Just some thoughts! Hope it all works out - feel free to reply if you have more questions.

@Jordan Northrup

Partnership is like marriage, so don't "jump into bed at first sight!" Take the time to get to know your potential partner(s). Talk through the responsibilities and roles. Discuss your and your partner(s) long term goals to ensure alignment. When ready to join forces, hire an attorney to help you draft a detailed Operating Agreement that covers all of the "what if's" as well, things like what if one dies, or what if one decides to leave, etc... 

Hi Scott, thank you very much for the detailed advice. I'm inclined to agree with everything you said. Right now, I have no need of a partner. There is only one guy who I'd consider partnering with. We served together in the Marines and have worked together outside of the military for several years. He's got an entrepreneurial mindset too. But, like I said, I don't need a partner right now. I've already formed an LLC for my business. Should we ever partner down the road, I would certainly have my attorney develop an OA that spells out all of the nuances and situations. Would you by chance have a sample OA that I could look at to get some ideas?

Originally posted by @Jordan Northrup :

Hi Scott, thank you very much for the detailed advice. I'm inclined to agree with everything you said. Right now, I have no need of a partner. There is only one guy who I'd consider partnering with. We served together in the Marines and have worked together outside of the military for several years. He's got an entrepreneurial mindset too. But, like I said, I don't need a partner right now. I've already formed an LLC for my business. Should we ever partner down the road, I would certainly have my attorney develop an OA that spells out all of the nuances and situations. Would you by chance have a sample OA that I could look at to get some ideas?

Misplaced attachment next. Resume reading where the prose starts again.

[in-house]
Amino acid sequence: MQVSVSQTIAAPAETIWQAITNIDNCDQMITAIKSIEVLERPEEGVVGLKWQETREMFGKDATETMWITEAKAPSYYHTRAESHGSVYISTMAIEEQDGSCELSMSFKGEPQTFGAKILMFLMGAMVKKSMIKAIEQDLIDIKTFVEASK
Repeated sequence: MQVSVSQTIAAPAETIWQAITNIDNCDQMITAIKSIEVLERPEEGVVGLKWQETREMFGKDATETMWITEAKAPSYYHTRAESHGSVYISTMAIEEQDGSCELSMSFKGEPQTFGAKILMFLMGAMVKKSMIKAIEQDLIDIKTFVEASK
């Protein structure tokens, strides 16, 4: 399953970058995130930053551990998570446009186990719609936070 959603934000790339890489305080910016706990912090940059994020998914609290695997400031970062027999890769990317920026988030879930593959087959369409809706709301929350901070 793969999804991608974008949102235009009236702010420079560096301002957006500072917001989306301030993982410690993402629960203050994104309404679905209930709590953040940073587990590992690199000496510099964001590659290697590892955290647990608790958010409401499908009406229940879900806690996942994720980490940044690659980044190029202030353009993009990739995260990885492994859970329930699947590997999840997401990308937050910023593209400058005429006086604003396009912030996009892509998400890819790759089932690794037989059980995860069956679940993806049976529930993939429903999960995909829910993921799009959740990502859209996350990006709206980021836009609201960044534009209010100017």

Most of what I have on hand are specific to the deals I create for them. There are many available online that are created to be very general/broad, so if you plan on going the DIY route I would say finding one of those might suit you best - I am pretty used to adjusting them significantly, so the drafts I have aren't generally applicable without adding to them.